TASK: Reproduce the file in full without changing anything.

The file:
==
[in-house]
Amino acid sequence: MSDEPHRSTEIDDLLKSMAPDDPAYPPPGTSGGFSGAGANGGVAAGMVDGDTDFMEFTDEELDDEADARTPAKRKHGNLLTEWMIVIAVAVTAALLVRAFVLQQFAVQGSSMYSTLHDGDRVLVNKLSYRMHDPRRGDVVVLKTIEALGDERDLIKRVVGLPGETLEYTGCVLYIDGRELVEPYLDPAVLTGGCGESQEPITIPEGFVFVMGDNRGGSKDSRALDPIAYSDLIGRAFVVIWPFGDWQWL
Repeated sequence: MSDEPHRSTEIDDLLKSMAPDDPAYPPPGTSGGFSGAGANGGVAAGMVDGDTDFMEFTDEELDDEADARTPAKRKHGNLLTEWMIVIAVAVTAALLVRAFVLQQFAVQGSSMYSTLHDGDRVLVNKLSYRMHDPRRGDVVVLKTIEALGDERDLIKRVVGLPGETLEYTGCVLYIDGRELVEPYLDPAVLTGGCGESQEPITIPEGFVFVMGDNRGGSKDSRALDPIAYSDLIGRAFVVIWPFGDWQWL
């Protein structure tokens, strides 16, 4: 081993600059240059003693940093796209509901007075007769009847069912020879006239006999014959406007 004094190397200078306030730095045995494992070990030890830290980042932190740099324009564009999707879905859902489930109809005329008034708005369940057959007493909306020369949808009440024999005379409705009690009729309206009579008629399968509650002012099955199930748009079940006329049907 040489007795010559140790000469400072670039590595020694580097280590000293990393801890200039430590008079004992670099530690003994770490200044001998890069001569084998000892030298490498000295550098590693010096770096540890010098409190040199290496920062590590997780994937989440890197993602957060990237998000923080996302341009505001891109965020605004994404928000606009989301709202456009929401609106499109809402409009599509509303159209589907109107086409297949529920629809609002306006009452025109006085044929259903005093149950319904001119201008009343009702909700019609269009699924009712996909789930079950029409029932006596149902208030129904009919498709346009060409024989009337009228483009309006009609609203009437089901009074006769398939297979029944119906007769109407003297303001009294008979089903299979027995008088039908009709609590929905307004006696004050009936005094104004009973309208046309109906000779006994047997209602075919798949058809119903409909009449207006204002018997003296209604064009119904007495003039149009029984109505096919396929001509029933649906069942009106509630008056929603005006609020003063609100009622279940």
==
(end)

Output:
[in-house]
Amino acid sequence: MSDEPHRSTEIDDLLKSMAPDDPAYPPPGTSGGFSGAGANGGVAAGMVDGDTDFMEFTDEELDDEADARTPAKRKHGNLLTEWMIVIAVAVTAALLVRAFVLQQFAVQGSSMYSTLHDGDRVLVNKLSYRMHDPRRGDVVVLKTIEALGDERDLIKRVVGLPGETLEYTGCVLYIDGRELVEPYLDPAVLTGGCGESQEPITIPEGFVFVMGDNRGGSKDSRALDPIAYSDLIGRAFVVIWPFGDWQWL
Repeated sequence: MSDEPHRSTEIDDLLKSMAPDDPAYPPPGTSGGFSGAGANGGVAAGMVDGDTDFMEFTDEELDDEADARTPAKRKHGNLLTEWMIVIAVAVTAALLVRAFVLQQFAVQGSSMYSTLHDGDRVLVNKLSYRMHDPRRGDVVVLKTIEALGDERDLIKRVVGLPGETLEYTGCVLYIDGRELVEPYLDPAVLTGGCGESQEPITIPEGFVFVMGDNRGGSKDSRALDPIAYSDLIGRAFVVIWPFGDWQWL
């Protein structure tokens, strides 16, 4: 081993600059240059003693940093796209509901007075007769009847069912020879006239006999014959406007 004094190397200078306030730095045995494992070990030890830290980042932190740099324009564009999707879905859902489930109809005329008034708005369940057959007493909306020369949808009440024999005379409705009690009729309206009579008629399968509650002012099955199930748009079940006329049907 040489007795010559140790000469400072670039590595020694580097280590000293990393801890200039430590008079004992670099530690003994770490200044001998890069001569084998000892030298490498000295550098590693010096770096540890010098409190040199290496920062590590997780994937989440890197993602957060990237998000923080996302341009505001891109965020605004994404928000606009989301709202456009929401609106499109809402409009599509509303159209589907109107086409297949529920629809609002306006009452025109006085044929259903005093149950319904001119201008009343009702909700019609269009699924009712996909789930079950029409029932006596149902208030129904009919498709346009060409024989009337009228483009309006009609609203009437089901009074006769398939297979029944119906007769109407003297303001009294008979089903299979027995008088039908009709609590929905307004006696004050009936005094104004009973309208046309109906000779006994047997209602075919798949058809119903409909009449207006204002018997003296209604064009119904007495003039149009029984109505096919396929001509029933649906069942009106509630008056929603005006609020003063609100009622279940």